Encouragingly, the 26 designations made by several Member States in the first couple of months of 2020, which also appear in the updated list, reflect that 12, i.e. almost half, are women. Four of Spain’s seven designations are women.

Panel members are integral to the functioning of the ISDS system at ICSID. The Chairman of the ICSID Administrative Council (“Chairman”), when called upon to appoint a Conciliator or Arbitrator pursuant to Articles 30 or 38 of the ICSID Convention, is restricted in his choice to Panel members. Moreover, all appointments to ad hoc Committees must be made by the Chairman from the Panel of Arbitrators under Article 52(3) of the ICSID Convention.

From 1966 to 2019, ICSID appointments of Arbitrators, Conciliators, and ad hoc Committee members totaled 713, of which 637 (89%) were male and 76 (11%) were female. Looking only at the figures for 2019, there has been some improvement: 24 (70%) of ICSID appointments were male while 10 (30%) were female. Yet, when considering Party appointments of Arbitrators, Conciliators, and ad hoc Committee members in 2019, it is striking that claimants appointed men 89% of the time (52 out of 58 cases) and women 11% of the time, despite not being restricted in choice to members of the ICSID Panels. Respondents in 2019 appointed men 69% of the time (29 out of 42) and women 31% of the time (13 out of 42). Said differently, last year the Chairman was three times more likely to appoint women than claimants were and about as likely to appoint women as respondents were, keeping in mind that this result was achieved in spite of the fact that only 19% of the ICSID Panels are currently women. This confirms ICSID’s awareness of the problem of gender imbalance and willingness to act to improve it, which can only be expected to yield better results when there is gender parity in the pool of candidates from which the Chairman makes appointments.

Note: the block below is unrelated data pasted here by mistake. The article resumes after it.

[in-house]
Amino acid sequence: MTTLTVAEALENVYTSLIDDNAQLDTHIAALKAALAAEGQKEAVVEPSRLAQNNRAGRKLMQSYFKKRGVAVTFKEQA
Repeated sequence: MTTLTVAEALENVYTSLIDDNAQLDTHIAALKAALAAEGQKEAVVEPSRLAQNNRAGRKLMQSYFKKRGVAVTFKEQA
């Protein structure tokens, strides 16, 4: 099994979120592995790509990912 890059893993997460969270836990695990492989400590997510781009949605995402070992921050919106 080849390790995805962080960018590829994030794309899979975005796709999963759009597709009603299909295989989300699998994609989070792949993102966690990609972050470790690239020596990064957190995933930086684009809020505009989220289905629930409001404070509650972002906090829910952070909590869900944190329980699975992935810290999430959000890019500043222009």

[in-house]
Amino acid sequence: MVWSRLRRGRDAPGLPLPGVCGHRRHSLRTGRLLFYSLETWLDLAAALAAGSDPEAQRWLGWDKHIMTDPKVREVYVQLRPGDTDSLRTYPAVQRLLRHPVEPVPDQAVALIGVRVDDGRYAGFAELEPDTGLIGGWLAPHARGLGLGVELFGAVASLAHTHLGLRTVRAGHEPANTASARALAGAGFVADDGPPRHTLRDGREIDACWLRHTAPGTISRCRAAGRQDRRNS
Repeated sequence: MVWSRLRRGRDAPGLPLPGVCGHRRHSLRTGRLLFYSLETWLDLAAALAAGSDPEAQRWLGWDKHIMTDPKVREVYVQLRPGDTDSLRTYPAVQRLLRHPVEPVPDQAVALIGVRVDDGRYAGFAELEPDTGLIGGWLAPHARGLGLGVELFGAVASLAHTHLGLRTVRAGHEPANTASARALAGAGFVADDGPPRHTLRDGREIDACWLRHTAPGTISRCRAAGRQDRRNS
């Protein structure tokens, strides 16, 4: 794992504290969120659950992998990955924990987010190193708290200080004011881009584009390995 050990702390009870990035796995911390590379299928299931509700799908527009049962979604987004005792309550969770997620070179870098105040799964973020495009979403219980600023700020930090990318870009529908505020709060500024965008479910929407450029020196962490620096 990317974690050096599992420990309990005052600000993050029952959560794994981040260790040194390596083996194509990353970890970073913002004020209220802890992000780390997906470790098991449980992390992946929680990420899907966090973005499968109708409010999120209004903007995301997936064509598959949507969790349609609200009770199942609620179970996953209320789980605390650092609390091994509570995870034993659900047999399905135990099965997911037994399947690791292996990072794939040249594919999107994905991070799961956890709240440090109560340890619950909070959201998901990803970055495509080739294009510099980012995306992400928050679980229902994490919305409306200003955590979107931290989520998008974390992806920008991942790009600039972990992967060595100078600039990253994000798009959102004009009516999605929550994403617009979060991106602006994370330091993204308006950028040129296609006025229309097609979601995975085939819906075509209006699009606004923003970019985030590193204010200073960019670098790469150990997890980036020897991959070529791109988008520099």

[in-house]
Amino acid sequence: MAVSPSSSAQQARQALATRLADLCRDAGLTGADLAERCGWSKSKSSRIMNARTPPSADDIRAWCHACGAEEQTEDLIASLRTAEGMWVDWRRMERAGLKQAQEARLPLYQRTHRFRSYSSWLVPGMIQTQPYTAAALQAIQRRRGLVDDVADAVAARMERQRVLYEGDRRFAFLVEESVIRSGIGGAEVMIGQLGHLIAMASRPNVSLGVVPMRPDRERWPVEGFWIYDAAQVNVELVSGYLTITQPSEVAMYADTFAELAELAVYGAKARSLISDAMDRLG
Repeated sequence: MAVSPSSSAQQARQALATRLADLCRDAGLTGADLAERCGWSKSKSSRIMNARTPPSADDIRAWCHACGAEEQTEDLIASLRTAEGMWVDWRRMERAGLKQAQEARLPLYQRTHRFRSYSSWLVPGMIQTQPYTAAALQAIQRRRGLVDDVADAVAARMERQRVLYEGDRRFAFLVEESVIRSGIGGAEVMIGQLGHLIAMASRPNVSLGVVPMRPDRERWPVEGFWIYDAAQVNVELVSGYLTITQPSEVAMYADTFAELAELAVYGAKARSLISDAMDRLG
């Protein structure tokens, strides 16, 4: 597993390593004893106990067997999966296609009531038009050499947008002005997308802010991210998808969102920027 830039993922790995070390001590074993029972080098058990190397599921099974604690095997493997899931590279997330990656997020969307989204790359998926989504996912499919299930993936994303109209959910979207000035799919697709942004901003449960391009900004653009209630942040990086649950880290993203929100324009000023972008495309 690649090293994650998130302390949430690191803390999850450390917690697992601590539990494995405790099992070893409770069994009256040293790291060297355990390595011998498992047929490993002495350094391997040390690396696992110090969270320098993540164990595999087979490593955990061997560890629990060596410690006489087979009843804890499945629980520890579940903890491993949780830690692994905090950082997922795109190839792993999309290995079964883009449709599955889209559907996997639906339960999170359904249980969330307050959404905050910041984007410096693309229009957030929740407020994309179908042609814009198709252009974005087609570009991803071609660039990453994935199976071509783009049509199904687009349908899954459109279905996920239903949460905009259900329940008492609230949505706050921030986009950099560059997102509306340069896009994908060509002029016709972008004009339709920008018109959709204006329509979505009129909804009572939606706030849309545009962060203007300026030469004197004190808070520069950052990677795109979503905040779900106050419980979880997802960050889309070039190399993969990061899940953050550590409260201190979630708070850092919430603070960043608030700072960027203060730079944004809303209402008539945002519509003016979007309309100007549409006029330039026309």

Gender parity in the ICSID Panels may also have the added benefit of influencing the parties towards greater gender parity when appointing Arbitrators or Conciliators as (i) Member States having designated women on the ICSID Panels may be more inclined to appoint women in their capacity as respondents, and also because (ii) both claimants and respondents and their counsel may in practice consult the ICSID Panels in their own decision-making process, something which ICSID has indicated that parties are “welcome to do.”

Notwithstanding the above, gender parity on ICSID Panels, while necessary, remains just one piece of the diversity puzzle. The legitimacy of the ISDS system as a whole depends also on increasing diversity in other aspects of Arbitrator and Conciliator profiles such as national origin, professional background, race, and religion.

Submitted by Lara Elborno – ArbitralWomen Member and Associate, DLA Piper in Paris.